Health is Life

‘Health’ and ‘illness’ are very much words the meaning of which we take for granted according to our own understanding in the modern world we live in. Therefore, a key objective in the study is to understand what indigenous Andean people mean by these terms. There is evidence that until a generation or so ago, certainly in more remote parts of the sierra, these terms were glossed rather differently reflecting distinctive Andean Pre-European experience of life, the human body and its wider cosmological context. Section 4 of the questionnaire asked people about their understanding of these terms in a number of ways, to try and elicit views upon whether any of these distinctive notions still survived in any way.

Health and Illness Concepts

  • Is there a word that means health?
  • How do you say/explain that a person is healthy?
  • What is health (the concept)?
  • When do you lose your health?
  • What are the origin / the causes of illness, sickness, disease?
  • What are the most common illness/diseases in your family, community?
  • How do you know somebody is sick?
  • How is a sick person viewed, i.e. is sickness related to identity?
  • Is sickness a condition that can be changed?

It became very clear early into the survey that no-one really understood these questions at all and that any subtle semantical nuances of health and illness states according to any pre-European understanding had by and large already been lost. Health was health in much the way that we see it now, and also illness. However, the daily reality of the life experience for indigenous Andeans was clearly reflected in the associations that these states evoked. Health was generally seen as Life and life is maintained by the ability and the energy to work. In response to the question: “How do you say/explain that a person is healthy?” many people responded that a healthy person had the ability and desire to work and you knew they were sick when they were unable to work.

Ugsha, Imbabura

Conversely, illness is seen as a decayed or a declined state, the word most generally employed to describe a sick person being decaida (decayed or declined) when someone has no enthusiasm for life and work. The notion that sickness is related to identity was also poorly understood, although ethnographic studies dating back to as recently as the 1980s in Bolivia and also the central highland regions of Peru make it clear that Aymara and Quechua peoples did distinguish between well and sick people in a way that suggested a relationship to identity. Wise people couldn’t be seen as sick people for example. I tried to explain this notion with a very relevant example today, where it is not uncommon to see people constructing an identity around being sick. This is quite commonly observed in social media sites for example. However, the example was still not experienced very meaningfully and again exemplified the reality of life for rural Andean people, wherein health was seen as the normal state and sickness a misfortune that impacted your ability to work and therefore sustain life. To the question “When do you lose your health?” many people replied “when you die”, reflecting the polar opposite to the notion that health is life.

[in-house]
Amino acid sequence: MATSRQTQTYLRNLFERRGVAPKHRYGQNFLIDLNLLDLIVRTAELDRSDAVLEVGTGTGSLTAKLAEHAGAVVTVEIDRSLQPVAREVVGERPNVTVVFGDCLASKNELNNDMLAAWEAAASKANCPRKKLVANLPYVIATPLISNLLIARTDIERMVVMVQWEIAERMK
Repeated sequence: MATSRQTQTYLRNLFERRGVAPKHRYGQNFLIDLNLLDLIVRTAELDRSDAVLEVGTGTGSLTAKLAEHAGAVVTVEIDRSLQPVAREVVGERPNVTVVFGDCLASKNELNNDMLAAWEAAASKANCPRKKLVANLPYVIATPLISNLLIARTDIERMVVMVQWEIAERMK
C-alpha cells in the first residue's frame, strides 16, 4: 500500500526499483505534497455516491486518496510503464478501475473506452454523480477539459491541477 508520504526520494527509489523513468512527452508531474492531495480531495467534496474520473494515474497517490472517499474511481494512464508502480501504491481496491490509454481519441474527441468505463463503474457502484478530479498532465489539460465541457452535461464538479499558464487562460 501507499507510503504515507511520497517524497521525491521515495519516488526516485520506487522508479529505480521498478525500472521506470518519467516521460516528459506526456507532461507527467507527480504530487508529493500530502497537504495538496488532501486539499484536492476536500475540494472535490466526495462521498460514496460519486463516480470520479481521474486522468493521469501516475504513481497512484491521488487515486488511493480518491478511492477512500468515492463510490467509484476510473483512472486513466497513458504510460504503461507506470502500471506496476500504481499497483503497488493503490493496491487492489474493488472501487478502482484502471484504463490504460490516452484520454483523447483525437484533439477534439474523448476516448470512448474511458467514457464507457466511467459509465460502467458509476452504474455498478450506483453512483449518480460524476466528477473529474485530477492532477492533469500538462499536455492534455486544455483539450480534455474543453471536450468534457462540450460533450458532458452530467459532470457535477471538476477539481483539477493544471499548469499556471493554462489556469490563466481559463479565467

The origin or causes of illness, sickness and disease were commonly viewed as both lifestyle and environmental. People who worked too hard, ate poorly or drank too much were likely to get ill; also the exposure to modern day environmental pollutants were seen as hazardous reflecting a consciousness of how life had changed in recent years with more toxic substances abounding, whereas in the recent past, people only used organic products, particularly in horticulture and agriculture.

Ugsha, Imbabura

The most common family illness is, perhaps unsurprisingly, gripe – the common cold. And, as explained earlier (The Spiritual Source of Health: of God and Wak'a), there were several people, both women and men, who claimed never ever to have been ill in their life and who had a poor understanding of what illness actually was and what caused it. One of these – a man in his seventies – presented with a slight cough at the time of the interview, but clearly did not view this as a significant health altering condition that he might have called ‘illness’ – unlike the majority of people in modern day societies for whom a cough is a clear sign of a respiratory tract infection and might elicit several days off work. And the consciousness of the passing infection through the respiratory tract is now seen everywhere in the country, in that many people now take to wearing face masks if they feel at risk of catching a cold or cough. None were ever observed in the most rural settings of the survey however.

About this blog entry

This blog entry was posted on Friday 16th February 2018.'s picture
Dr Elizabeth Currie

Dr Elizabeth Currie is a Marie Sklodowska-Curie Experienced Researcher and Global Fellow at the Department of Archaeology, and Senior Visiting Research Fellow at the Department of Health Sciences, University of York.

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